Referring more particularly to FIG. 5, both the inboard and outboard surfaces 123 and 124, respectively, of the strake are shown inclined downwardly from the vertical sides of their associated strut. As depicted in FIG. 5, the angle is shown at about 20° from horizontal or 110° from the vertical sides of the strut. Further, the strake is preferably not joined or merged into the sides of the strut at a sharp angle, but rather the strake and associated strut surfaces are connected by a gentle curved or arcuate surface defining a substantial and smooth radius of curvature.
In head seas particularly, and depending also on vessel speed, the downwardly angled strake surfaces especially in combination with the curvatured joinder between strake and strut, operate to enhance the forces tending to right the vessel as it commences to either pitch or roll. These forces are in addition to the increased three major buoyancy or flotation forces previously described.
As the vessel begins to pitch or roll a portion of the water displaced by the submerged pontoons and struts is naturally propelled upwardly and away from the pontoons as the pontoons are pushed further under the water, resulting in sheets of water rushing inwardly toward and vertically up the sides of the struts with an amount of force that is a function related to the forward speed of the vessel and the speed of submergence or downward fall of the pontoons and struts deeper into the water. This upwardly impinging force of water against the horizontal strake surfaces tends in itself to slow the descent. Further, the curved and downwardly angled strake redirects this ascending water force downwardly, and indeed reverses increasing quantities of water as the strake gets closer to water's surface and eventually immersed. This constitutes a redirected jet action which both slows and cushions the rate of fall of the vessel.
It is possible to join the downwardly angled inboard and outboard surfaces of the strake to the struts at a sharply defined and non-curvatured angle. However, by making the juncture between the angled strake surfaces and strut curvatured as shown and described, a smoother and less disturbed and distorted upward and outward water flow is created. By making the juncture between the downwardly angled strake surfaces and the strut curvatured, the amount of stress load on both the shell plating at the strake's surface and on the transverse interior structural framing (not shown) of the hull due to the upwardly rushing force of water impinging or colliding onto the strakes bottom surface is minimized. In short, by curving the juncture, a significant part of the force of the upwardly impinging water is, is naturally and flowingly carried outwardly to thereby reduce the aforementioned stress loading on the shell plating and interior framing.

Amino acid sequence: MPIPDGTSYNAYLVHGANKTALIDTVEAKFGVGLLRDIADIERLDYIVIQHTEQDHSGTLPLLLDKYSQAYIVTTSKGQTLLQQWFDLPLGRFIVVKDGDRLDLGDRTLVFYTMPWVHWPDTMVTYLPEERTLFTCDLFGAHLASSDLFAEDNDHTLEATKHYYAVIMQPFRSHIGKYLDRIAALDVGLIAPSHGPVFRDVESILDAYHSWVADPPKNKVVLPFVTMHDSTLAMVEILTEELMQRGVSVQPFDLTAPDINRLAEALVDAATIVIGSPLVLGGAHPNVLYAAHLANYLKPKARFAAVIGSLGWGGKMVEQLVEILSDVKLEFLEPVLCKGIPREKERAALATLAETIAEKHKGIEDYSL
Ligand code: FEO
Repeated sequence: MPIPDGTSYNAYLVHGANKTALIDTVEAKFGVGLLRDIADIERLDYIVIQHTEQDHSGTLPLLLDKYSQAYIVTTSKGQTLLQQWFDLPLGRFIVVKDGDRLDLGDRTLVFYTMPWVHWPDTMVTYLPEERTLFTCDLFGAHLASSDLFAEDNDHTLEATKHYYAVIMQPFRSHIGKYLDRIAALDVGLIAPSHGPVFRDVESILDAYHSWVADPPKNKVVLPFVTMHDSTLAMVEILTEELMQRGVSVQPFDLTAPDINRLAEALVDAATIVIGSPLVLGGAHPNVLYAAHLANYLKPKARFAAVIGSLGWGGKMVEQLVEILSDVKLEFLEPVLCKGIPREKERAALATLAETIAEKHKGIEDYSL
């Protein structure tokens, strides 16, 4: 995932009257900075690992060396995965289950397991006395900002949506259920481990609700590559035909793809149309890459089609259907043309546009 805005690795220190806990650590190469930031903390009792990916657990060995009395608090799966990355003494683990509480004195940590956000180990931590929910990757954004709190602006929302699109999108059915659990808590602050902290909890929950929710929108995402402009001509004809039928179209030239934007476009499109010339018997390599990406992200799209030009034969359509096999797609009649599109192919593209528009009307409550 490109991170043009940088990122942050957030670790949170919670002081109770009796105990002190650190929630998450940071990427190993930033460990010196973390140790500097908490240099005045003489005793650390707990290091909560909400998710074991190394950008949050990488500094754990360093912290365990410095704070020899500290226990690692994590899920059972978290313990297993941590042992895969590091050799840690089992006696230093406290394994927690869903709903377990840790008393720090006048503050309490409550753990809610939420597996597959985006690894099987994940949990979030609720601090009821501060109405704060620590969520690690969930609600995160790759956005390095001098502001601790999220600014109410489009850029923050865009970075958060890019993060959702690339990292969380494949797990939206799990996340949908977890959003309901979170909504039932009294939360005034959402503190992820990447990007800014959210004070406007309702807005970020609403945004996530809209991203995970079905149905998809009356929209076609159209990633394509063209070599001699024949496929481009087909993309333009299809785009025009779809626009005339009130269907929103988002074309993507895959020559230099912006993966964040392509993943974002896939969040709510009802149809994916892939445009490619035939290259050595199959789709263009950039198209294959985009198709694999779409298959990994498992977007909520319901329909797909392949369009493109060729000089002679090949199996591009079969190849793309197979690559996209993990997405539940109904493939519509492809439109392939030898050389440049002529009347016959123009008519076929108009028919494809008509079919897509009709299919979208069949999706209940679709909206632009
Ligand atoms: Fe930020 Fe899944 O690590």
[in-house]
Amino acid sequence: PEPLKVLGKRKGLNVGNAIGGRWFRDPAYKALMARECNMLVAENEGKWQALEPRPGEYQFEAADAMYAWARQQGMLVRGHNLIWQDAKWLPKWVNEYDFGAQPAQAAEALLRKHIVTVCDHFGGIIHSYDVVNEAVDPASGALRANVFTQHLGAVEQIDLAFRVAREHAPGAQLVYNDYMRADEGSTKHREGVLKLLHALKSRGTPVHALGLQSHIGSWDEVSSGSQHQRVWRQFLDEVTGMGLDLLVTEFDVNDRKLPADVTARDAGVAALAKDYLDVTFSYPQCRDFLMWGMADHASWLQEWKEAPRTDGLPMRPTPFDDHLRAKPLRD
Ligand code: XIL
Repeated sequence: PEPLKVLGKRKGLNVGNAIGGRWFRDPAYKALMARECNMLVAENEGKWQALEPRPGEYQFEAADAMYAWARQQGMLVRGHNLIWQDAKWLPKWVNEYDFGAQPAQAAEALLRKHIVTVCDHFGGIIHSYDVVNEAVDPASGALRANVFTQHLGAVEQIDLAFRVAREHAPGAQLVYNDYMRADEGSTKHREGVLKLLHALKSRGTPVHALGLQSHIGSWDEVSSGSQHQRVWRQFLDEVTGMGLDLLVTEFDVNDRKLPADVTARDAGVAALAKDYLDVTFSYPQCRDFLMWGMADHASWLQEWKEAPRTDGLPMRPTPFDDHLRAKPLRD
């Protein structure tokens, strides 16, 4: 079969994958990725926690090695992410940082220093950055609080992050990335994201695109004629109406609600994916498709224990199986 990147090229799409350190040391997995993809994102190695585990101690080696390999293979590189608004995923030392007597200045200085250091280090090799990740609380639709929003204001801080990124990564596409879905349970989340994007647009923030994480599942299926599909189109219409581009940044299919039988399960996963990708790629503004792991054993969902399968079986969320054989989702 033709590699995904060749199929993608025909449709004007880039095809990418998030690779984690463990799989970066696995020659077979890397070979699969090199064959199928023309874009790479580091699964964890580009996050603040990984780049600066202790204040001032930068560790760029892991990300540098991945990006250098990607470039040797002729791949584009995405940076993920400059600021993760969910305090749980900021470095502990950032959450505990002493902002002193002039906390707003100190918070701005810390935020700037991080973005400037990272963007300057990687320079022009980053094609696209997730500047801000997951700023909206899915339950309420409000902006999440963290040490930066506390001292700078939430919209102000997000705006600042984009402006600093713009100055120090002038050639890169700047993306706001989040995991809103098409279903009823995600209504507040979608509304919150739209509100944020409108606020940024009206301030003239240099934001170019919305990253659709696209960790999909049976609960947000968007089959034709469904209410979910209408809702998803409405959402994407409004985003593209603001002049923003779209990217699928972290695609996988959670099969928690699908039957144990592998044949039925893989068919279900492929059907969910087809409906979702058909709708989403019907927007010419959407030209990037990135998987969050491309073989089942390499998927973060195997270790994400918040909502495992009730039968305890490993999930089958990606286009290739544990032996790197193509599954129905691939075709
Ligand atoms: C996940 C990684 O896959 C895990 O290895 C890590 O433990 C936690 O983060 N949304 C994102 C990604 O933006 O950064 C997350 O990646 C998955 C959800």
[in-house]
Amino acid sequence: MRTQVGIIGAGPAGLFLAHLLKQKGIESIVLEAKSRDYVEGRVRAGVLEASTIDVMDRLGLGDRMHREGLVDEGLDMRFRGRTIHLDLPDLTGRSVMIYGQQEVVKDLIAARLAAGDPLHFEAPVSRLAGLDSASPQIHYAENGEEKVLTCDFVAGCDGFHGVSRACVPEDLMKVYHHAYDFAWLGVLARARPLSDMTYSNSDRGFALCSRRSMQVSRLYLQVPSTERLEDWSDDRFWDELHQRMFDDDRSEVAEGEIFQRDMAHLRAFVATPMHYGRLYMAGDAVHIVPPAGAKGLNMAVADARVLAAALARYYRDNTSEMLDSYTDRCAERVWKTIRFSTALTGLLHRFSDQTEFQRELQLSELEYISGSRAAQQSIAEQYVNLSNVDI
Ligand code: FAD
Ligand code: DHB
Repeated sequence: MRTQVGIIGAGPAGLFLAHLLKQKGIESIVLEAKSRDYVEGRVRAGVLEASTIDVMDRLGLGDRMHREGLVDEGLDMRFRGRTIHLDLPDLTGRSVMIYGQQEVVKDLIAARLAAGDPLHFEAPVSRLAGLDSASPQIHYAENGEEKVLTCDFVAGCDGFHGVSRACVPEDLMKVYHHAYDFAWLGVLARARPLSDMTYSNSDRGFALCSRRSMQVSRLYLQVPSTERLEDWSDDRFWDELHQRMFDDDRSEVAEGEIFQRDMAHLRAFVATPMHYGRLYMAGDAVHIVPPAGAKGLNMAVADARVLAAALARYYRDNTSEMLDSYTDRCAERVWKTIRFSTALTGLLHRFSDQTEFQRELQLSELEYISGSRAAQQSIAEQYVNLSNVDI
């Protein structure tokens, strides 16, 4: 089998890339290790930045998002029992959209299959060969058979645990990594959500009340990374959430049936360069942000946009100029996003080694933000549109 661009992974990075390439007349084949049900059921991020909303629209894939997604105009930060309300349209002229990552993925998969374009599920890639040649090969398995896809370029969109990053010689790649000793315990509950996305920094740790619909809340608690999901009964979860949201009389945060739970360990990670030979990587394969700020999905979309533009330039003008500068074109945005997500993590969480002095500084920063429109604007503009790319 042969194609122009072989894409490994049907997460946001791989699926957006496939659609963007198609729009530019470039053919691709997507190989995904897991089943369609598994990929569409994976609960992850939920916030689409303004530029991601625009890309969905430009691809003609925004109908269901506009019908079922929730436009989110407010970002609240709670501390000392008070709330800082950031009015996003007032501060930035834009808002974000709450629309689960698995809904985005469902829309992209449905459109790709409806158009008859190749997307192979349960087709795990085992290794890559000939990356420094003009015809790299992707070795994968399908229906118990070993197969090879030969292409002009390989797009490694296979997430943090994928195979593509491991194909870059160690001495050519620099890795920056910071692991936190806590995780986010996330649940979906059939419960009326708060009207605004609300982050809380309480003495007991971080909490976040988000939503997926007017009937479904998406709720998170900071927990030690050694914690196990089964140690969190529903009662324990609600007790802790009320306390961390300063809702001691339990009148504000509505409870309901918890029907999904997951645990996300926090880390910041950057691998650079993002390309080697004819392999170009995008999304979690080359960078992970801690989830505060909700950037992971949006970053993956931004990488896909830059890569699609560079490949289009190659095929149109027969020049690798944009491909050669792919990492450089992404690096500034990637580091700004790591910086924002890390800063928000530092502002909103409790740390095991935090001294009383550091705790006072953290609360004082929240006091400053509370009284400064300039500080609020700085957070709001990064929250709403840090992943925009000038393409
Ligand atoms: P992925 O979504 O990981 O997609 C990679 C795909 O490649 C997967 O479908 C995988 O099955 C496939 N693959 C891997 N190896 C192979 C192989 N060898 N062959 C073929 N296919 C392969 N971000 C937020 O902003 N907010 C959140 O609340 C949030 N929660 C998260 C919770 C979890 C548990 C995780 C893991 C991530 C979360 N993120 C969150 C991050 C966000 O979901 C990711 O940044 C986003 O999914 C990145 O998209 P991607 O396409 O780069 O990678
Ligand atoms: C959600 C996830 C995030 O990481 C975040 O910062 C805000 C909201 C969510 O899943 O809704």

While the above is a reasonably complete description of a preferred embodiments of the present invention, various modifications may be employed. As already described in specific reference to FIG. 5, the bottom surfaces of the sponsons forming the strakes may be downwardly sloping along the entire length of the struts. In the more basic and broader context of the present invention, the strakes may be entirely flat and horizontal or have some other desired orientation, even upwardly sloping, as long as they provide the greatly increased rate of buoyancy desired. The width and surface area of the strakes also may vary accordingly. The body of the sponsons may have a constant transverse width, and need not be outwardly flared, to provide a constant rate of increased buoyancy as the sponsons are submerged. In fact, the sponson shape may vary according to design requirements, as long as they provide the accelerated rate of buoyancy increase or decrease, when desired, from the strake to the wet deck. Consequently, the scope of the invention should not be limited, except as properly described in the claims.